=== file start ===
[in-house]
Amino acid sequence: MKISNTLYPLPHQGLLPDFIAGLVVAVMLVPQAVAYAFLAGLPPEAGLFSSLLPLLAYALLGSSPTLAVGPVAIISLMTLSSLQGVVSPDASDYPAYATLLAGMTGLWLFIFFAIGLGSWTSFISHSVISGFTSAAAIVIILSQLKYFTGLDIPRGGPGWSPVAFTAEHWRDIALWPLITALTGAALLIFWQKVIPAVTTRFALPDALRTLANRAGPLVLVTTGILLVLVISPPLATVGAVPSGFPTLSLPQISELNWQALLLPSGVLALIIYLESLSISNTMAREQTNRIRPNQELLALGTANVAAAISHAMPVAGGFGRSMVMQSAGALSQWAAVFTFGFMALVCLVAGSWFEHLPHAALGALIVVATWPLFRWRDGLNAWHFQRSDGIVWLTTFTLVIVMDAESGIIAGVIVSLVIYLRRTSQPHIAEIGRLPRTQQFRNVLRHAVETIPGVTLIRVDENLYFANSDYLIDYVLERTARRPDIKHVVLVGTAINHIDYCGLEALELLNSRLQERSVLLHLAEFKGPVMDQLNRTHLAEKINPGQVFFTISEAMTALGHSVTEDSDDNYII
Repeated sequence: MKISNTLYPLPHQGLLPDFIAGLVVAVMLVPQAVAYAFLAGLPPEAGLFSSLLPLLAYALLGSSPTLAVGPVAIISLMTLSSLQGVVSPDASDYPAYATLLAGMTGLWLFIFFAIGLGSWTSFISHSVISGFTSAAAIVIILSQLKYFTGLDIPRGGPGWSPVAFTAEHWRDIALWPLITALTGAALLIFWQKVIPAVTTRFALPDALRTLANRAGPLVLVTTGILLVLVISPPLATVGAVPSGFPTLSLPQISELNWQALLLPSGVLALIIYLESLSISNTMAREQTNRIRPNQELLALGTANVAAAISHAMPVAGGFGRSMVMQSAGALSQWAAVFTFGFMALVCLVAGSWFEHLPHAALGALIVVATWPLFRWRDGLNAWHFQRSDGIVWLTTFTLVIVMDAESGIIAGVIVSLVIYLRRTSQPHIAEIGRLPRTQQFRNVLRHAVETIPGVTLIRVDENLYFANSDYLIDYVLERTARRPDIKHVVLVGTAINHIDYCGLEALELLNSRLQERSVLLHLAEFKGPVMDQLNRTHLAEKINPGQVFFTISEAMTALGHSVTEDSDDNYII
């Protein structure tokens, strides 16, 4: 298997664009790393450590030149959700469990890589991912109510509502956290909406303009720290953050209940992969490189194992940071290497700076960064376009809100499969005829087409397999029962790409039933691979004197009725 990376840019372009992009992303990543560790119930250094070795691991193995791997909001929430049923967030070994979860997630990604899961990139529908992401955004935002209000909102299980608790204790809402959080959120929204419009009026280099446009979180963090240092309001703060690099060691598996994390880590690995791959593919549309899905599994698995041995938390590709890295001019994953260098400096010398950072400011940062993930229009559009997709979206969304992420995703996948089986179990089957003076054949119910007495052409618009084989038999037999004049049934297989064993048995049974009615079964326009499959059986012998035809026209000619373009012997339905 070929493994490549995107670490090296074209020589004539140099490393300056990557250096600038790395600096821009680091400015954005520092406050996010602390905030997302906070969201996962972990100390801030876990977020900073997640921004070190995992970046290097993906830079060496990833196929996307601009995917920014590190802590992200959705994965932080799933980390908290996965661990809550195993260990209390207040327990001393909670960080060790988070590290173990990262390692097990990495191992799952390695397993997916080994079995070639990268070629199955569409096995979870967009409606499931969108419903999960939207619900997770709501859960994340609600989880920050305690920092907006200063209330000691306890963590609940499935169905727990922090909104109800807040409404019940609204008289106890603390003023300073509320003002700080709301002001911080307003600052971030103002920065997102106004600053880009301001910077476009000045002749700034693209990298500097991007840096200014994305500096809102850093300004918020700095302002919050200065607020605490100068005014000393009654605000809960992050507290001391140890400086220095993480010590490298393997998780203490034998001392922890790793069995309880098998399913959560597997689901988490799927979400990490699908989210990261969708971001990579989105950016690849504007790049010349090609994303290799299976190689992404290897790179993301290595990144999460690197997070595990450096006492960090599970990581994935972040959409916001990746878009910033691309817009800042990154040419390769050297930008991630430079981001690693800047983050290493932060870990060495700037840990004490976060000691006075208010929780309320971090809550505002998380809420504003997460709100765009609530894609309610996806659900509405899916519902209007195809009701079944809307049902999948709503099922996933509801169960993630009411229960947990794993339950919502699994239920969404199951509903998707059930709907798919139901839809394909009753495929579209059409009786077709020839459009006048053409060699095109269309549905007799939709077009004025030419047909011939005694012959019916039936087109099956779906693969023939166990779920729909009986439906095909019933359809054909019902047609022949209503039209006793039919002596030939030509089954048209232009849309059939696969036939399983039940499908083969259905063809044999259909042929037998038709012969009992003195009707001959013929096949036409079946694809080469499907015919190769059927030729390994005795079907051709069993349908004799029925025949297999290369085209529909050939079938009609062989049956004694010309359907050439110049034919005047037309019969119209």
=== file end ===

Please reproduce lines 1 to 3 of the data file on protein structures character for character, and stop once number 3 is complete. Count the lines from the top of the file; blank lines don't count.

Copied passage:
[in-house]
Amino acid sequence: MKISNTLYPLPHQGLLPDFIAGLVVAVMLVPQAVAYAFLAGLPPEAGLFSSLLPLLAYALLGSSPTLAVGPVAIISLMTLSSLQGVVSPDASDYPAYATLLAGMTGLWLFIFFAIGLGSWTSFISHSVISGFTSAAAIVIILSQLKYFTGLDIPRGGPGWSPVAFTAEHWRDIALWPLITALTGAALLIFWQKVIPAVTTRFALPDALRTLANRAGPLVLVTTGILLVLVISPPLATVGAVPSGFPTLSLPQISELNWQALLLPSGVLALIIYLESLSISNTMAREQTNRIRPNQELLALGTANVAAAISHAMPVAGGFGRSMVMQSAGALSQWAAVFTFGFMALVCLVAGSWFEHLPHAALGALIVVATWPLFRWRDGLNAWHFQRSDGIVWLTTFTLVIVMDAESGIIAGVIVSLVIYLRRTSQPHIAEIGRLPRTQQFRNVLRHAVETIPGVTLIRVDENLYFANSDYLIDYVLERTARRPDIKHVVLVGTAINHIDYCGLEALELLNSRLQERSVLLHLAEFKGPVMDQLNRTHLAEKINPGQVFFTISEAMTALGHSVTEDSDDNYII
Repeated sequence: MKISNTLYPLPHQGLLPDFIAGLVVAVMLVPQAVAYAFLAGLPPEAGLFSSLLPLLAYALLGSSPTLAVGPVAIISLMTLSSLQGVVSPDASDYPAYATLLAGMTGLWLFIFFAIGLGSWTSFISHSVISGFTSAAAIVIILSQLKYFTGLDIPRGGPGWSPVAFTAEHWRDIALWPLITALTGAALLIFWQKVIPAVTTRFALPDALRTLANRAGPLVLVTTGILLVLVISPPLATVGAVPSGFPTLSLPQISELNWQALLLPSGVLALIIYLESLSISNTMAREQTNRIRPNQELLALGTANVAAAISHAMPVAGGFGRSMVMQSAGALSQWAAVFTFGFMALVCLVAGSWFEHLPHAALGALIVVATWPLFRWRDGLNAWHFQRSDGIVWLTTFTLVIVMDAESGIIAGVIVSLVIYLRRTSQPHIAEIGRLPRTQQFRNVLRHAVETIPGVTLIRVDENLYFANSDYLIDYVLERTARRPDIKHVVLVGTAINHIDYCGLEALELLNSRLQERSVLLHLAEFKGPVMDQLNRTHLAEKINPGQVFFTISEAMTALGHSVTEDSDDNYII